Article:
Overgrowth of Gums

Known as gingival hyperplasia, an overgrowth of gums can occur in people with Down syndrome who take medication for seizures. It can also simply be a side effect of poor oral hygiene. Left untreated, gingival hyperplasia can cause pain, visible gum growth over the teeth, teeth misalignment, and an increased risk for developing periodontal disease.

By keeping up with proper at-home care, scheduling preventative visits, and working with a dentist on an individualized plan, anyone with Down syndrome should be able to enjoy a happy, healthy smile for years to come.

Thursday, April 1, 2021

How This Dentist Crafts $80,000 Veneers For Celebrities | Beauty Explorers


Celebrity-loved dentist Michael Apa is known for his boutique veneers, which can cost clients up to $80,000 for a whole smile. Apa’s technique for making porcelain veneers ensures that no two smiles are the same. Everything about the fake teeth is customized depending on the client, and the veneers are handmade by a team of master ceramicists in Apa’s New York City office. 

Apa’s worked on the smiles of celebrities including actress ChloĆ« Sevigny, Victoria’s Secret model Elsa Hosk, Vinny Guadagnino of "Jersey Shore," and Kyle Richards of "Real Housewives." 

We got a look inside his New York office to see everything that goes into crafting a celeb-worthy smile of porcelain veneers.

Sunday, March 28, 2021

How Gum Disease Affects Your Heart


You do everything you can to take care of your health. From maintaining a healthy diet to exercising regularly, you make your health a priority. But if you’re not equally as diligent about your oral health, your heart may be in jeopardy.

Recent research suggests that there’s a strong link between gum disease and heart disease. While the two may not seem like they have much in common at first glance, the more you learn about their connection, the easier it is to see how they’re related.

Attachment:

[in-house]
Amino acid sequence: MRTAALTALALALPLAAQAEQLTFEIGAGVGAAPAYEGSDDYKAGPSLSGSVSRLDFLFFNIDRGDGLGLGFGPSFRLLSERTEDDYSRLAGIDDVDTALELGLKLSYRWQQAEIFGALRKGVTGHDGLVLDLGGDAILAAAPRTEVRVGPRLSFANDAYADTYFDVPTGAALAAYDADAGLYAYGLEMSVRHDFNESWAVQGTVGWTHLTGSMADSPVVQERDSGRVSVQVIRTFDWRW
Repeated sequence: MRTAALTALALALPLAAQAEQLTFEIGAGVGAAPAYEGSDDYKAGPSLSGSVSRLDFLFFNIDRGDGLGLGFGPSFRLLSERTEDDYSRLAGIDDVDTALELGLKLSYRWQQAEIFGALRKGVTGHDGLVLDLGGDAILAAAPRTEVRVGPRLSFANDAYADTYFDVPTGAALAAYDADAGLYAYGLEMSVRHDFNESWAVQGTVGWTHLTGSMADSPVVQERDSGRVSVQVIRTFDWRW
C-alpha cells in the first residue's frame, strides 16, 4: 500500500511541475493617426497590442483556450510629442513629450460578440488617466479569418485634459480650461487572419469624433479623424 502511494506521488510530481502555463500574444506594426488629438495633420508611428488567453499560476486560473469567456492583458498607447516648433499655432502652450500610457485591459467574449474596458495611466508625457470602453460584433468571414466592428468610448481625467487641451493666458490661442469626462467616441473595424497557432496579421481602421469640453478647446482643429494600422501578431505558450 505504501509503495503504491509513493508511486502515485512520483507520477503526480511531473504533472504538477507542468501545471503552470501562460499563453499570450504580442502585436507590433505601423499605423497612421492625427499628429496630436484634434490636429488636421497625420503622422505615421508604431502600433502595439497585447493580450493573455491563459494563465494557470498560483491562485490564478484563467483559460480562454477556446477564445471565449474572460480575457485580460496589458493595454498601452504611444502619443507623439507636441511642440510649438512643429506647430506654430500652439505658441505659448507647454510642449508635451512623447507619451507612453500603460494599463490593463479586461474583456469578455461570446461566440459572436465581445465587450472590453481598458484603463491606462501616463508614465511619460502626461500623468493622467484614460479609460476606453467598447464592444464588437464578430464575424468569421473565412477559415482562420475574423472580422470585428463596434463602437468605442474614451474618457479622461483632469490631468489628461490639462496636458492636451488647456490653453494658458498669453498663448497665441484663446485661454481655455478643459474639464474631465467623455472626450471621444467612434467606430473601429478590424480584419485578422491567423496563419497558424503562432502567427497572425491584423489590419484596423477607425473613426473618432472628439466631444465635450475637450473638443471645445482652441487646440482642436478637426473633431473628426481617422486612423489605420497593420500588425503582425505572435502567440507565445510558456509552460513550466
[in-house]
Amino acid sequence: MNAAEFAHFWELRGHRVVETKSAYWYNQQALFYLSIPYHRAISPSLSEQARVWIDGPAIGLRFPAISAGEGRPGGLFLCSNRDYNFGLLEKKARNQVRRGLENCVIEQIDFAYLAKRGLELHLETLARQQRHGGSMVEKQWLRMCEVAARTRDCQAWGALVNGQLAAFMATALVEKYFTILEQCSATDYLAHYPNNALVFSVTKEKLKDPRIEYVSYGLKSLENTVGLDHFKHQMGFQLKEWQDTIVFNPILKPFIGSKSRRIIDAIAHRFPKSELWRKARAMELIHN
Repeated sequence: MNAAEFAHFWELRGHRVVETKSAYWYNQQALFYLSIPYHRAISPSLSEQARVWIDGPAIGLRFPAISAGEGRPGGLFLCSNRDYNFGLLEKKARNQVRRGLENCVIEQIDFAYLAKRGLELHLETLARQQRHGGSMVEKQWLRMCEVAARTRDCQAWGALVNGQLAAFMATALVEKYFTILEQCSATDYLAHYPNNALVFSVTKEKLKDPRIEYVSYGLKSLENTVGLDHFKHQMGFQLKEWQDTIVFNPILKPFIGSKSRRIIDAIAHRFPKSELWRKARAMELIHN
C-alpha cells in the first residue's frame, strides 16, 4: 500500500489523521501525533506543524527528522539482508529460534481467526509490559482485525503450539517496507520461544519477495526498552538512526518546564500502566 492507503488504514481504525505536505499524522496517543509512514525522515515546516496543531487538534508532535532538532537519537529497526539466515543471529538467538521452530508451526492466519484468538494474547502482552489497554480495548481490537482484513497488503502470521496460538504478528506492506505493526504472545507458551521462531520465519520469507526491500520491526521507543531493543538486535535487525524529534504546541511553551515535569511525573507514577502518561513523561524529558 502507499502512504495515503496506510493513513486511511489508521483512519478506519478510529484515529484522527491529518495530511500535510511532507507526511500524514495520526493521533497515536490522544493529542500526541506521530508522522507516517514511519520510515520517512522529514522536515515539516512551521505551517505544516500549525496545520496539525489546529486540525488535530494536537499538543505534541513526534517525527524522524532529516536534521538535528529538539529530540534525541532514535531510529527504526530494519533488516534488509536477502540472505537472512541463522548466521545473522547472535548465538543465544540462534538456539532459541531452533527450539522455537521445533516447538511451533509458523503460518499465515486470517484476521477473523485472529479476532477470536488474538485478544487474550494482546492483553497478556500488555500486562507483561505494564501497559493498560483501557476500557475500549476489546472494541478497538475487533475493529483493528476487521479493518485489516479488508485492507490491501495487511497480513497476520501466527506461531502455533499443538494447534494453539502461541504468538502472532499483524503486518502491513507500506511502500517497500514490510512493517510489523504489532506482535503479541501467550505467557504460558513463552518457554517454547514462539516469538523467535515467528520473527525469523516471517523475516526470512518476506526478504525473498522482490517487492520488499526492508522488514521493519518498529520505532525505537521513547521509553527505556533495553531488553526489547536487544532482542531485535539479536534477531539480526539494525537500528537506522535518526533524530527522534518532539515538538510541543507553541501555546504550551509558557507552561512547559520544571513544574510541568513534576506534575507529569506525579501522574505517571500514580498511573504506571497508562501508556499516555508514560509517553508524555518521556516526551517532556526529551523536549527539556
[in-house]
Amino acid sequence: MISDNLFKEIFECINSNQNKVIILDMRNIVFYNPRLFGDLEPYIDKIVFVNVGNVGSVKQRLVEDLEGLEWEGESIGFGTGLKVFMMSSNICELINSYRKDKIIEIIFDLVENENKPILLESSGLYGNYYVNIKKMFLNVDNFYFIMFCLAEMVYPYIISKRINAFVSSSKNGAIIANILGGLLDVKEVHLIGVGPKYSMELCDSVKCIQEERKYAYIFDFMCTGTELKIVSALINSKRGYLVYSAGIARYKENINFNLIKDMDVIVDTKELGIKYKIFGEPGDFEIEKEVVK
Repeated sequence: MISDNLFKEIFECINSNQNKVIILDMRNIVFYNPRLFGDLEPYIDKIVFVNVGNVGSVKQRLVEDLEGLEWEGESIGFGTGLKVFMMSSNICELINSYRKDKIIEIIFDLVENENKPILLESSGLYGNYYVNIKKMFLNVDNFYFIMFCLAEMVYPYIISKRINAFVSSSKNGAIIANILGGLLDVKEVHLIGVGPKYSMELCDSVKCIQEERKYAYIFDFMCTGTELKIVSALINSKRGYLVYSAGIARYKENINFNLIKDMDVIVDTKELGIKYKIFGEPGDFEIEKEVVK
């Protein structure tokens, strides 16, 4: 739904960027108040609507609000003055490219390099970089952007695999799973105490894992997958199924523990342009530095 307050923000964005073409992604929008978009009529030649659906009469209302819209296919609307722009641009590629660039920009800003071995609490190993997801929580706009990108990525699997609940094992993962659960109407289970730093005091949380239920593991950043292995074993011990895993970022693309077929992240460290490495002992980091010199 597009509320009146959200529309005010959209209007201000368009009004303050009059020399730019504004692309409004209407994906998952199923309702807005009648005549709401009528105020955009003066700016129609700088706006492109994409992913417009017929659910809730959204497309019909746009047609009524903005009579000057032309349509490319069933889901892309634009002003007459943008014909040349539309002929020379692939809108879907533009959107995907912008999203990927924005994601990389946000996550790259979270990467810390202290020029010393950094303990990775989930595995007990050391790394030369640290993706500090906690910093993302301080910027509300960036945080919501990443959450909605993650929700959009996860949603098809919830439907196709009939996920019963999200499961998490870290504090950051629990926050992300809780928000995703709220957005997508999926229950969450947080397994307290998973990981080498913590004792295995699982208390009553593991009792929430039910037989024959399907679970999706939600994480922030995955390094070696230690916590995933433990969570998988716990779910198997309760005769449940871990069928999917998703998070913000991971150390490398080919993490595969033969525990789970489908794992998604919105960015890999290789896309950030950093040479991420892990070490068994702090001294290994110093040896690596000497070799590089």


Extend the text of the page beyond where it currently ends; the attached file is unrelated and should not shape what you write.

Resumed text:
Gum Disease
Gum disease, or periodontal disease, typically starts out as an inflammatory gum infection called gingivitis. It’s caused by a buildup of plaque — a sticky film of bacteria — on your teeth and gums. As gum disease progresses, it can advance to periodontitis, which happens when plaque sits in small pockets beneath the gum line.

Heart Disease

Coronary artery disease, the most common type of heart disease, is caused by an entirely different type of plaque called atherosclerosis, which is made from cholesterol and fat. This gradual buildup of atherosclerosis is a serious health concern if left untreated. It’s one of the leading causes of heart attack.

How They're Connected

While medical experts don’t know exactly why gum disease increases your chances of developing heart disease, they believe that untreated periodontitis can cause bacteria from your mouth to travel through your bloodstream, which clogs your arteries and raises your risk of heart infection.

As your arteries become clogged with plaque and bacteria, they can narrow and harden, preventing oxygen-rich blood from reaching the heart.

How You Can Protect Yourself

Gum disease is certainly not the only condition that’s been connected to heart disease. Diabetes, hypertension (high blood pressure), poor diet choices, and unhealthy lifestyle habits all increase your risk of heart disease.

However, you can protect your gums and heart by making yourself aware of the early warning signs of gum disease, before it advances to periodontitis.

The most common gum disease symptoms include:
  • Gum inflammation;
  • Bleeding gums;
  • Gum sensitivity;
  • Pain when chewing;
  • Loose teeth;
  • Receding gums;
  • Halitosis (bad breath);
Inflamed gums are typically the earliest warning sign of gum disease, so it’s important to talk to your dentist about your symptoms at the first sign of trouble. Early intervention and gum treatments, such as deep cleanings, scaling, and root planing, can help reduce the symptoms of gum disease and protect your heart from infection.

Friday, March 26, 2021

Why Does Sugar Make My Teeth Hurt?


Picture this: you're gorging on leftover Halloween candy. You take a bite of a fun-size chocolate bar and instead of sugary goodness, you get a flash of blinding pain in your tooth! What's the deal?

Hosted by: Stefan Chin